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see fungal infectionfungal infection,
infection caused by a fungus (see Fungi), some affecting animals, others plants. Fungal Infections of Human and Animals

Many fungal infections, or mycoses, of humans and animals affect only the outer layers of skin, and although they are sometimes
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a chronic disease of humans and animals caused by a fungus of the genus Sporotrichium; a type of mycosis.

In humans the disease affects the skin, subcutaneous tissue, and, less frequently, the mucous membrane and the internal organs. The causative agents of sporotrichosis have been found in plants (shrubs, grass, hay, and cereals), in soil, in street dust, and in food products. The fungus enters the body through injured skin and through the respiratory and gastrointestinal tracts. The infection is spread via the lymph and blood. Numerous hard, painless lymph nodes appear, mainly on the upper extremities. The nodes gradually become soft and open up, forming ulcers that leave irregular scars. The internal organs may be affected in the form of sepsis.

Diagnosis is made on the basis of bacterioscopy, tissue biopsy, and allergic cutaneous reactions. Sporotrichosis is treated with potassium or sodium iodide, or antibiotics; it may be treated locally with aniline dyes or ichthammol. Prophylaxis consists of thorough and timely treatment of injured skin.

In animals the causative agent of sporotrichosis attacks the organism through traumatized skin (wounds and abrasions). Horses, mules, dogs, and cats are mainly affected. The course of the disease is chronic. In horses the skin and lymphatics in the region of the neck and the extremities are affected. Pustules, ulcers, and abscesses are formed. The nodes that erupt on the skin are initially hard and painless; they become soft, forming fistulas that secrete pus. Necrotic lymph nodes (abscesses) subsequently form ulcers with raised edges. In dogs, cutaneous nodes and ulcerations appear over the entire body. Treatment consists of the use of iodine and sulfanilamide preparations. Specific prophylactic measures have not been developed.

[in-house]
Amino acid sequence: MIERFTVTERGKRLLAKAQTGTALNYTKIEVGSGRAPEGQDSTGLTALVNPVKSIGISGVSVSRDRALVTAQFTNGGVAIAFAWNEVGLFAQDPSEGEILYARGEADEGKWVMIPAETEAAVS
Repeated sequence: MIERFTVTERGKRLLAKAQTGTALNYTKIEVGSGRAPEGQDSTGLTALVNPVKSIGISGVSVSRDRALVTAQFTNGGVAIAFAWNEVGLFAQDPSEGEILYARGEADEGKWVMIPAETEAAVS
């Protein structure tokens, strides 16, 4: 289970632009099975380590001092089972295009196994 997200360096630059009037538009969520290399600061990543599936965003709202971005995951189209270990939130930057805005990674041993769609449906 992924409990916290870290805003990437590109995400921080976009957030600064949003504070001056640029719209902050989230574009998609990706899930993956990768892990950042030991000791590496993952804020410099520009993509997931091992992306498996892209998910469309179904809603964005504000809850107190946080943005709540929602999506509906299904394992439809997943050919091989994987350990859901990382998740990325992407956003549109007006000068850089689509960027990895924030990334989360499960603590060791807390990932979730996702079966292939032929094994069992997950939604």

Mashkilleison, L. N. Infektsionnye i parazitarnye bolezni kozhi, 2nd ed. Moscow, 1964.
Spesivtseva, N. A. Mikozy i mikotoksikozy, 2nd ed. Moscow, 1964.



A granulomatous fungus disease caused by Sporotrichum schenckii, with cutaneous lesions along the lymph channels and occasionally involving the internal organs. Also known as de Beurmann-Gougerot disease; Schenk's disease.
References in periodicals archive ?
Treatment of disseminated sporotrichosis consists of initial treatment with intravenous amphotericin B, followed by oral itraconazole.
Until recently the standard therapy for lymphocutaneous and cutaneous sporotrichosis was saturated solution of potassium iodide concentration.
In Western Australia, sporadic cases have occurred for many years in the southwest, particularly in the wheat-growing areas (Figure 1), but in the year 2000 an increase in the number of cases of sporotrichosis was noted (6).
From 1987 to 1997, before the current emergence of sporotrichosis in Brazil, only 13 cases of human sporotrichosis had been recorded at the Evandro Chagas Clinical Research Institute (IPEC) in Rio de Janeiro (6).
Sporotrichosis has been described from North and South America, Europe, and Japan.
Subcutaneous mycoses: chromoblastomycosis, sporotrichosis and mycetoma.
Where leishmaniasis and sporotrichosis are endemic, they must be excluded.
We categorized sporotrichosis-associated hospitalizations as lymphocutaneous, pulmonary, or arthritic sporotrichosis by using ICD-9-CM codes suggestive of lymphocutaneous disease (289.
Among the fungal causes of death in the AFMR, sporotrichosis was the least common.
3), leprosy, subcutaneous mycosis as mycetoma or sporotrichosis, as well as deforming genodermatoses, are of particular concern--not only do they cause marked morbidity but they may lead to death.
Most of deep mycoses are infections of other system with secondary cutaneous lesion which includes maduromycosis, histoplasmosis, blastomycosis, sporotrichosis, phaeohypomycosis and coccidiomycosis.